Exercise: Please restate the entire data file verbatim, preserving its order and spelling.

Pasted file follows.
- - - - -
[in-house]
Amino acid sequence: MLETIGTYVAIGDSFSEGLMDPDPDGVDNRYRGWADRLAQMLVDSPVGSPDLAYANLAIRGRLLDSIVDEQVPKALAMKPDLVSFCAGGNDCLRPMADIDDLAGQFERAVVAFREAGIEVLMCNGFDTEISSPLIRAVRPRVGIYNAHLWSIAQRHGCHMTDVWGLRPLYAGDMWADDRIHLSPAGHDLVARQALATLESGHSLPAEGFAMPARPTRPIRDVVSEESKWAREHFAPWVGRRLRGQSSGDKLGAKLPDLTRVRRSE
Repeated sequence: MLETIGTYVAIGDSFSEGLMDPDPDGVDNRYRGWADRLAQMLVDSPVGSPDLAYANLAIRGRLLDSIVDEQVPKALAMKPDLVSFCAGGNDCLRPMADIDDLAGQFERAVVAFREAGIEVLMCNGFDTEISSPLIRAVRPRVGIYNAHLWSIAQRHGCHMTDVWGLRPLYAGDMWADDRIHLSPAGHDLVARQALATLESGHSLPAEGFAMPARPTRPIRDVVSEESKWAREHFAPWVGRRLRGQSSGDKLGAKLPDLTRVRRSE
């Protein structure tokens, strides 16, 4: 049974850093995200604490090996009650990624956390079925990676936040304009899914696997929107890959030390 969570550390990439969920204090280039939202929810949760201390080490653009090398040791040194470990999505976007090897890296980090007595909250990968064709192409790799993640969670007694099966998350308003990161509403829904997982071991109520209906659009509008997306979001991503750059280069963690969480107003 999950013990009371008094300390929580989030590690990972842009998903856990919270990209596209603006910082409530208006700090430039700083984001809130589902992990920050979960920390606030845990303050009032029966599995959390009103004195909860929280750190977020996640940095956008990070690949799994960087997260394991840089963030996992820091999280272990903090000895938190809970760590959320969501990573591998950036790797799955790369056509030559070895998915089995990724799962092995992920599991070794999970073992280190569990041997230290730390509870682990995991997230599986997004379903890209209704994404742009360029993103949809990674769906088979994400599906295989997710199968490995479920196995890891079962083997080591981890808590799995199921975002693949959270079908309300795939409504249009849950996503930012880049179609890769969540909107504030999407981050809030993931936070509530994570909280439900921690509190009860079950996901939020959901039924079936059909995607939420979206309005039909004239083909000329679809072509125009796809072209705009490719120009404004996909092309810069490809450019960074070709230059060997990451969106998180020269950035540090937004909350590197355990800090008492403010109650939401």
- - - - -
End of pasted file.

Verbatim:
[in-house]
Amino acid sequence: MLETIGTYVAIGDSFSEGLMDPDPDGVDNRYRGWADRLAQMLVDSPVGSPDLAYANLAIRGRLLDSIVDEQVPKALAMKPDLVSFCAGGNDCLRPMADIDDLAGQFERAVVAFREAGIEVLMCNGFDTEISSPLIRAVRPRVGIYNAHLWSIAQRHGCHMTDVWGLRPLYAGDMWADDRIHLSPAGHDLVARQALATLESGHSLPAEGFAMPARPTRPIRDVVSEESKWAREHFAPWVGRRLRGQSSGDKLGAKLPDLTRVRRSE
Repeated sequence: MLETIGTYVAIGDSFSEGLMDPDPDGVDNRYRGWADRLAQMLVDSPVGSPDLAYANLAIRGRLLDSIVDEQVPKALAMKPDLVSFCAGGNDCLRPMADIDDLAGQFERAVVAFREAGIEVLMCNGFDTEISSPLIRAVRPRVGIYNAHLWSIAQRHGCHMTDVWGLRPLYAGDMWADDRIHLSPAGHDLVARQALATLESGHSLPAEGFAMPARPTRPIRDVVSEESKWAREHFAPWVGRRLRGQSSGDKLGAKLPDLTRVRRSE
């Protein structure tokens, strides 16, 4: 049974850093995200604490090996009650990624956390079925990676936040304009899914696997929107890959030390 969570550390990439969920204090280039939202929810949760201390080490653009090398040791040194470990999505976007090897890296980090007595909250990968064709192409790799993640969670007694099966998350308003990161509403829904997982071991109520209906659009509008997306979001991503750059280069963690969480107003 999950013990009371008094300390929580989030590690990972842009998903856990919270990209596209603006910082409530208006700090430039700083984001809130589902992990920050979960920390606030845990303050009032029966599995959390009103004195909860929280750190977020996640940095956008990070690949799994960087997260394991840089963030996992820091999280272990903090000895938190809970760590959320969501990573591998950036790797799955790369056509030559070895998915089995990724799962092995992920599991070794999970073992280190569990041997230290730390509870682990995991997230599986997004379903890209209704994404742009360029993103949809990674769906088979994400599906295989997710199968490995479920196995890891079962083997080591981890808590799995199921975002693949959270079908309300795939409504249009849950996503930012880049179609890769969540909107504030999407981050809030993931936070509530994570909280439900921690509190009860079950996901939020959901039924079936059909995607939420979206309005039909004239083909000329679809072509125009796809072209705009490719120009404004996909092309810069490809450019960074070709230059060997990451969106998180020269950035540090937004909350590197355990800090008492403010109650939401």